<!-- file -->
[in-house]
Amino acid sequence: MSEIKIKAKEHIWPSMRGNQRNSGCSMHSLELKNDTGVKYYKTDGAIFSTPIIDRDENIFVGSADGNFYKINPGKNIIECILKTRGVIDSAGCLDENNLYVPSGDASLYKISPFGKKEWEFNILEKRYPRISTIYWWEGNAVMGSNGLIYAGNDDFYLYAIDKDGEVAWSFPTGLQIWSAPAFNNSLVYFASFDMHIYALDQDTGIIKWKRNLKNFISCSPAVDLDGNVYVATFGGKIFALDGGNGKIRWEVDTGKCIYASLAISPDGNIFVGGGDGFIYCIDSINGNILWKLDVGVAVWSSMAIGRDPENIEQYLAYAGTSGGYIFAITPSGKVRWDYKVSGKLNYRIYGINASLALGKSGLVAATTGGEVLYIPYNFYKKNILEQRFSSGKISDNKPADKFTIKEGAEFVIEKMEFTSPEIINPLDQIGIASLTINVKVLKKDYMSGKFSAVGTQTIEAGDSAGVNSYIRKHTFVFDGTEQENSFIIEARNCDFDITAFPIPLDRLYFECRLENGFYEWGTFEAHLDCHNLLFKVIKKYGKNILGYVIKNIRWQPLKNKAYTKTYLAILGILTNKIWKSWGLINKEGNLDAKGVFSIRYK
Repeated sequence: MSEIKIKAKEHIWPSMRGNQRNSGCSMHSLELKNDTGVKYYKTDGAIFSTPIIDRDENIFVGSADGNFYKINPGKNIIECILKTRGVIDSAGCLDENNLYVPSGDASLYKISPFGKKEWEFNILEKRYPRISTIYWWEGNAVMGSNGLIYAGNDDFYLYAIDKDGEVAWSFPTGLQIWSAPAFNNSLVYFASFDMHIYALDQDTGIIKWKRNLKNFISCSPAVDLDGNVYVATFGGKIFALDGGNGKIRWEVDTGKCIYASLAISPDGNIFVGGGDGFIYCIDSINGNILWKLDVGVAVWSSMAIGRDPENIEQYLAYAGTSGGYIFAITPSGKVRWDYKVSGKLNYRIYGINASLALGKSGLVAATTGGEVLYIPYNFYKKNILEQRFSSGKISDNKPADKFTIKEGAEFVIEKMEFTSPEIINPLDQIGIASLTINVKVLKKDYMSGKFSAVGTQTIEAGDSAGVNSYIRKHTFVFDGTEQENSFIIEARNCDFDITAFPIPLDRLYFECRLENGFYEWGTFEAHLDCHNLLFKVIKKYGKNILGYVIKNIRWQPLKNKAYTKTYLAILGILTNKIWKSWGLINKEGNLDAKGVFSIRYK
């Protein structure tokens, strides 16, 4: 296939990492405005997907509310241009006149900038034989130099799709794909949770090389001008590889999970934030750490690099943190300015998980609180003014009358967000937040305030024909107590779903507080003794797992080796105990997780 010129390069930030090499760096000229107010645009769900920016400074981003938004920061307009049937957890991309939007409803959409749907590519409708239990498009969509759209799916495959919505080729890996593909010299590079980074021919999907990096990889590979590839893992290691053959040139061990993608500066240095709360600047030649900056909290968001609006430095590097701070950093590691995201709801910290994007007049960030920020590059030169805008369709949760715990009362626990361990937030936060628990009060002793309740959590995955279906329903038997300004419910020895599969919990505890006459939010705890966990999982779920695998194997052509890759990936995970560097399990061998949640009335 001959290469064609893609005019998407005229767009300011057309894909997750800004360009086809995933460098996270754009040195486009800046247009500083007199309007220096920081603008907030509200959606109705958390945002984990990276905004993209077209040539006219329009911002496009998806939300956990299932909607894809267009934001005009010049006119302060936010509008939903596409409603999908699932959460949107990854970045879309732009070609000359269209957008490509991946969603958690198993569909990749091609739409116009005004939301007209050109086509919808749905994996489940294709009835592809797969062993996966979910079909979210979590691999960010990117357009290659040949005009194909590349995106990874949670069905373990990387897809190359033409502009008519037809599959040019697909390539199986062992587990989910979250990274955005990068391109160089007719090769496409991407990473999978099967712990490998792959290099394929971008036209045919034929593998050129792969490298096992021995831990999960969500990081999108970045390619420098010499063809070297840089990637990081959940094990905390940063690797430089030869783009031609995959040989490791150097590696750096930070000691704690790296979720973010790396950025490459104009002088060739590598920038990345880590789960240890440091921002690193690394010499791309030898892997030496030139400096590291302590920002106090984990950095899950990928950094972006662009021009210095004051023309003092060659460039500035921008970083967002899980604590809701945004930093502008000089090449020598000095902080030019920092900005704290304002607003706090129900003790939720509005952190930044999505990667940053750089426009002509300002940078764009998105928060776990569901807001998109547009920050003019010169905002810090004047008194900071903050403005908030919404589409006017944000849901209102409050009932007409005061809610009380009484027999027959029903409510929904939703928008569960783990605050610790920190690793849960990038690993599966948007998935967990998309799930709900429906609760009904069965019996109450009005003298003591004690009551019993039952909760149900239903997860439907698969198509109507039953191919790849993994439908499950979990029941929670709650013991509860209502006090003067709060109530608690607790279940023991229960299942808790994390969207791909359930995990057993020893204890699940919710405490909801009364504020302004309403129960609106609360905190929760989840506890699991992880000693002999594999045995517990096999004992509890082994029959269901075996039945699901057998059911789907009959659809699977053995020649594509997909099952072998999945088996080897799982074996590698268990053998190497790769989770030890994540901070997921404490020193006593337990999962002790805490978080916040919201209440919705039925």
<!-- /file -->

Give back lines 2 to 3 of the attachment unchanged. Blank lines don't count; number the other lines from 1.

Amino acid sequence: MSEIKIKAKEHIWPSMRGNQRNSGCSMHSLELKNDTGVKYYKTDGAIFSTPIIDRDENIFVGSADGNFYKINPGKNIIECILKTRGVIDSAGCLDENNLYVPSGDASLYKISPFGKKEWEFNILEKRYPRISTIYWWEGNAVMGSNGLIYAGNDDFYLYAIDKDGEVAWSFPTGLQIWSAPAFNNSLVYFASFDMHIYALDQDTGIIKWKRNLKNFISCSPAVDLDGNVYVATFGGKIFALDGGNGKIRWEVDTGKCIYASLAISPDGNIFVGGGDGFIYCIDSINGNILWKLDVGVAVWSSMAIGRDPENIEQYLAYAGTSGGYIFAITPSGKVRWDYKVSGKLNYRIYGINASLALGKSGLVAATTGGEVLYIPYNFYKKNILEQRFSSGKISDNKPADKFTIKEGAEFVIEKMEFTSPEIINPLDQIGIASLTINVKVLKKDYMSGKFSAVGTQTIEAGDSAGVNSYIRKHTFVFDGTEQENSFIIEARNCDFDITAFPIPLDRLYFECRLENGFYEWGTFEAHLDCHNLLFKVIKKYGKNILGYVIKNIRWQPLKNKAYTKTYLAILGILTNKIWKSWGLINKEGNLDAKGVFSIRYK
Repeated sequence: MSEIKIKAKEHIWPSMRGNQRNSGCSMHSLELKNDTGVKYYKTDGAIFSTPIIDRDENIFVGSADGNFYKINPGKNIIECILKTRGVIDSAGCLDENNLYVPSGDASLYKISPFGKKEWEFNILEKRYPRISTIYWWEGNAVMGSNGLIYAGNDDFYLYAIDKDGEVAWSFPTGLQIWSAPAFNNSLVYFASFDMHIYALDQDTGIIKWKRNLKNFISCSPAVDLDGNVYVATFGGKIFALDGGNGKIRWEVDTGKCIYASLAISPDGNIFVGGGDGFIYCIDSINGNILWKLDVGVAVWSSMAIGRDPENIEQYLAYAGTSGGYIFAITPSGKVRWDYKVSGKLNYRIYGINASLALGKSGLVAATTGGEVLYIPYNFYKKNILEQRFSSGKISDNKPADKFTIKEGAEFVIEKMEFTSPEIINPLDQIGIASLTINVKVLKKDYMSGKFSAVGTQTIEAGDSAGVNSYIRKHTFVFDGTEQENSFIIEARNCDFDITAFPIPLDRLYFECRLENGFYEWGTFEAHLDCHNLLFKVIKKYGKNILGYVIKNIRWQPLKNKAYTKTYLAILGILTNKIWKSWGLINKEGNLDAKGVFSIRYK